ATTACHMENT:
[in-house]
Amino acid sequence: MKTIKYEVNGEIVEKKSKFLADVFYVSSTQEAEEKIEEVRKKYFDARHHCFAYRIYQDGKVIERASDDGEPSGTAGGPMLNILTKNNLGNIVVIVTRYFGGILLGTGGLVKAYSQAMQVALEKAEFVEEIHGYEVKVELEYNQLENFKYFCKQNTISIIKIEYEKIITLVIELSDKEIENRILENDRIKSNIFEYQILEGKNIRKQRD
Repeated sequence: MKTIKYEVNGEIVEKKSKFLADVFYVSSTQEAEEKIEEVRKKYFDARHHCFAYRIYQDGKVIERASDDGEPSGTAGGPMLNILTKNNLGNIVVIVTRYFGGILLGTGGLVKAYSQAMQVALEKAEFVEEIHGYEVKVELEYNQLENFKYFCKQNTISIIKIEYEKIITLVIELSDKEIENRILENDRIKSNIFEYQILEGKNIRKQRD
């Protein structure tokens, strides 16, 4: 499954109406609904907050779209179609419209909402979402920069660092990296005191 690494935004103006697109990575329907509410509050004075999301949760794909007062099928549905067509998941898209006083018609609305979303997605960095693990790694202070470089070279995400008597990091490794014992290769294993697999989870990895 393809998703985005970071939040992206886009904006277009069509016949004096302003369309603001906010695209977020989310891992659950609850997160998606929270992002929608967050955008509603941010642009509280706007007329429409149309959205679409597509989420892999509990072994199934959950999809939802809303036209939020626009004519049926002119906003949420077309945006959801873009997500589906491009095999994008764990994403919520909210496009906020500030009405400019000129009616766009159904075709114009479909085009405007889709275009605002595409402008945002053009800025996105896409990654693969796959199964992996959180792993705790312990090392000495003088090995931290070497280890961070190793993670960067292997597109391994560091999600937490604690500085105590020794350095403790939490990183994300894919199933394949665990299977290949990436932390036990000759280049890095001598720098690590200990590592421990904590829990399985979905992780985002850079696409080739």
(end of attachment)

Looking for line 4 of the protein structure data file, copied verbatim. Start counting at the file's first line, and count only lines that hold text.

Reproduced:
């Protein structure tokens, strides 16, 4: 499954109406609904907050779209179609419209909402979402920069660092990296005191 690494935004103006697109990575329907509410509050004075999301949760794909007062099928549905067509998941898209006083018609609305979303997605960095693990790694202070470089070279995400008597990091490794014992290769294993697999989870990895 393809998703985005970071939040992206886009904006277009069509016949004096302003369309603001906010695209977020989310891992659950609850997160998606929270992002929608967050955008509603941010642009509280706007007329429409149309959205679409597509989420892999509990072994199934959950999809939802809303036209939020626009004519049926002119906003949420077309945006959801873009997500589906491009095999994008764990994403919520909210496009906020500030009405400019000129009616766009159904075709114009479909085009405007889709275009605002595409402008945002053009800025996105896409990654693969796959199964992996959180792993705790312990090392000495003088090995931290070497280890961070190793993670960067292997597109391994560091999600937490604690500085105590020794350095403790939490990183994300894919199933394949665990299977290949990436932390036990000759280049890095001598720098690590200990590592421990904590829990399985979905992780985002850079696409080739």